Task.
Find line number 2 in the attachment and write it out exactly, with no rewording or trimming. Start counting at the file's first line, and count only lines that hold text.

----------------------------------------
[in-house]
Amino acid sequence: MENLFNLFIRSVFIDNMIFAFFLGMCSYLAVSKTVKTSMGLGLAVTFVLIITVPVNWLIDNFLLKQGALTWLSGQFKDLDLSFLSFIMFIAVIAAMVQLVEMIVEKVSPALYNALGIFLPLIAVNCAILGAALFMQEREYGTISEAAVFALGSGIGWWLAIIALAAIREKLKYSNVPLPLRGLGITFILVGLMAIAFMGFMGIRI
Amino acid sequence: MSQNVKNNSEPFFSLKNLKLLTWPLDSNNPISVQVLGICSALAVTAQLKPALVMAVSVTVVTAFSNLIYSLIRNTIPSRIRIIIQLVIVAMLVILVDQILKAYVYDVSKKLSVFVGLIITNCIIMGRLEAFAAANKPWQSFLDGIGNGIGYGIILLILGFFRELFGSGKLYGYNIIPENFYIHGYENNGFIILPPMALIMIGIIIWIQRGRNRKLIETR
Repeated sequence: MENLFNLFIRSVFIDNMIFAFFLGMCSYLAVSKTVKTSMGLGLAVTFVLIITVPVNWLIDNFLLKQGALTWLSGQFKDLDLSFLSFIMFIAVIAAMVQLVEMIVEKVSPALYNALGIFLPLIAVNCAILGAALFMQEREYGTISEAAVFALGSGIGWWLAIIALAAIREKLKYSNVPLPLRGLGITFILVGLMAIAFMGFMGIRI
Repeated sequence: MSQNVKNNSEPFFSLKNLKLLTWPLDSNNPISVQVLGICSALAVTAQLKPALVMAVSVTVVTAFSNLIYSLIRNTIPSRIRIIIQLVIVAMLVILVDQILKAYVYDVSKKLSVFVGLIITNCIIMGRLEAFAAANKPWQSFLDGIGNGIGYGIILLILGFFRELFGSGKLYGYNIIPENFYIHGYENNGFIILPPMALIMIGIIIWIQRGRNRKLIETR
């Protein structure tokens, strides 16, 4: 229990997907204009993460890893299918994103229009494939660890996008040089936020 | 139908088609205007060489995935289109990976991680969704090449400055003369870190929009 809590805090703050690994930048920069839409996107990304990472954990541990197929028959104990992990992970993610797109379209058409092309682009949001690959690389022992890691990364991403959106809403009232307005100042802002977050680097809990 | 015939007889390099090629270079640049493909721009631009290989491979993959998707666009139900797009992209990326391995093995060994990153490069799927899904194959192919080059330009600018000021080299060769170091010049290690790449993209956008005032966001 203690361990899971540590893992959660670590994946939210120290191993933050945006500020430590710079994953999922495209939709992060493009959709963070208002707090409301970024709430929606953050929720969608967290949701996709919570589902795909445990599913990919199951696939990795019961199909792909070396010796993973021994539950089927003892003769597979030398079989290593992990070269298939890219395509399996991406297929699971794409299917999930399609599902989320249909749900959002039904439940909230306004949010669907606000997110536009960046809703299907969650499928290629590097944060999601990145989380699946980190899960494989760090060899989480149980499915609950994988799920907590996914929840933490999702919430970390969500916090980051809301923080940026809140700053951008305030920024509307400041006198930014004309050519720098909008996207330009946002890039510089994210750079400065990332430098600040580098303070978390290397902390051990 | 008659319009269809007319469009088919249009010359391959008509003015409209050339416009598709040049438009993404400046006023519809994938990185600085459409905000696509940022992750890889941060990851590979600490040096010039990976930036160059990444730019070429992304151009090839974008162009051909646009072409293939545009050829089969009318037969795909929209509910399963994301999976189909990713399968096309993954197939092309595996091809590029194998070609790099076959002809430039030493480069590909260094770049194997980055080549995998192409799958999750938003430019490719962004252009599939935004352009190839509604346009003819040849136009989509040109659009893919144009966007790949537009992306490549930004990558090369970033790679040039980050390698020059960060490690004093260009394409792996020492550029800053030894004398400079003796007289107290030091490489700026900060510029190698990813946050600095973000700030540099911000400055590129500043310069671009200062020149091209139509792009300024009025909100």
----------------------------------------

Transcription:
Amino acid sequence: MENLFNLFIRSVFIDNMIFAFFLGMCSYLAVSKTVKTSMGLGLAVTFVLIITVPVNWLIDNFLLKQGALTWLSGQFKDLDLSFLSFIMFIAVIAAMVQLVEMIVEKVSPALYNALGIFLPLIAVNCAILGAALFMQEREYGTISEAAVFALGSGIGWWLAIIALAAIREKLKYSNVPLPLRGLGITFILVGLMAIAFMGFMGIRI